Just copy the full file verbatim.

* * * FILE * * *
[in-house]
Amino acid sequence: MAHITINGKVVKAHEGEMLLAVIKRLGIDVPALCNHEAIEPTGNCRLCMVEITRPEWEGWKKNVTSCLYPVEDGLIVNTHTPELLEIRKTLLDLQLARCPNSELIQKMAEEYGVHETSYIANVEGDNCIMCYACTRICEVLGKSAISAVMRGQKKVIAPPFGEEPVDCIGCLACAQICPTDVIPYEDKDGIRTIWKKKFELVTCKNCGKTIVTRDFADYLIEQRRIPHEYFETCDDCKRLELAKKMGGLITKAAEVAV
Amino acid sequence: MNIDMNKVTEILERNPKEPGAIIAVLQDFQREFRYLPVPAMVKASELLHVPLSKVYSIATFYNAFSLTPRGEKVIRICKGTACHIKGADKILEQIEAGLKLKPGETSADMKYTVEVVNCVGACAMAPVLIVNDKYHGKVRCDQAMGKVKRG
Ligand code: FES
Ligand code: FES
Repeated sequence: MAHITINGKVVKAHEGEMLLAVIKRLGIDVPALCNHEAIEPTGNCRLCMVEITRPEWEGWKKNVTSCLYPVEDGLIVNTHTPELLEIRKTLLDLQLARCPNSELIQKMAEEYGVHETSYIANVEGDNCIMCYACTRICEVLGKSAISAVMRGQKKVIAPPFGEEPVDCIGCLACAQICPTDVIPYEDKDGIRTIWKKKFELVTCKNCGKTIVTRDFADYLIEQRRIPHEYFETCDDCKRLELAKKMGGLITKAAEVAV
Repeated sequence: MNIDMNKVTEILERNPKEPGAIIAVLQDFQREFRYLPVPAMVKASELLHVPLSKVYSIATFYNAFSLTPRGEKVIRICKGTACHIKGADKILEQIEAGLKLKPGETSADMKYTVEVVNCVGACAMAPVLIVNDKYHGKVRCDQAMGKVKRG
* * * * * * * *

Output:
[in-house]
Amino acid sequence: MAHITINGKVVKAHEGEMLLAVIKRLGIDVPALCNHEAIEPTGNCRLCMVEITRPEWEGWKKNVTSCLYPVEDGLIVNTHTPELLEIRKTLLDLQLARCPNSELIQKMAEEYGVHETSYIANVEGDNCIMCYACTRICEVLGKSAISAVMRGQKKVIAPPFGEEPVDCIGCLACAQICPTDVIPYEDKDGIRTIWKKKFELVTCKNCGKTIVTRDFADYLIEQRRIPHEYFETCDDCKRLELAKKMGGLITKAAEVAV
Amino acid sequence: MNIDMNKVTEILERNPKEPGAIIAVLQDFQREFRYLPVPAMVKASELLHVPLSKVYSIATFYNAFSLTPRGEKVIRICKGTACHIKGADKILEQIEAGLKLKPGETSADMKYTVEVVNCVGACAMAPVLIVNDKYHGKVRCDQAMGKVKRG
Ligand code: FES
Ligand code: FES
Repeated sequence: MAHITINGKVVKAHEGEMLLAVIKRLGIDVPALCNHEAIEPTGNCRLCMVEITRPEWEGWKKNVTSCLYPVEDGLIVNTHTPELLEIRKTLLDLQLARCPNSELIQKMAEEYGVHETSYIANVEGDNCIMCYACTRICEVLGKSAISAVMRGQKKVIAPPFGEEPVDCIGCLACAQICPTDVIPYEDKDGIRTIWKKKFELVTCKNCGKTIVTRDFADYLIEQRRIPHEYFETCDDCKRLELAKKMGGLITKAAEVAV
Repeated sequence: MNIDMNKVTEILERNPKEPGAIIAVLQDFQREFRYLPVPAMVKASELLHVPLSKVYSIATFYNAFSLTPRGEKVIRICKGTACHIKGADKILEQIEAGLKLKPGETSADMKYTVEVVNCVGACAMAPVLIVNDKYHGKVRCDQAMGKVKRG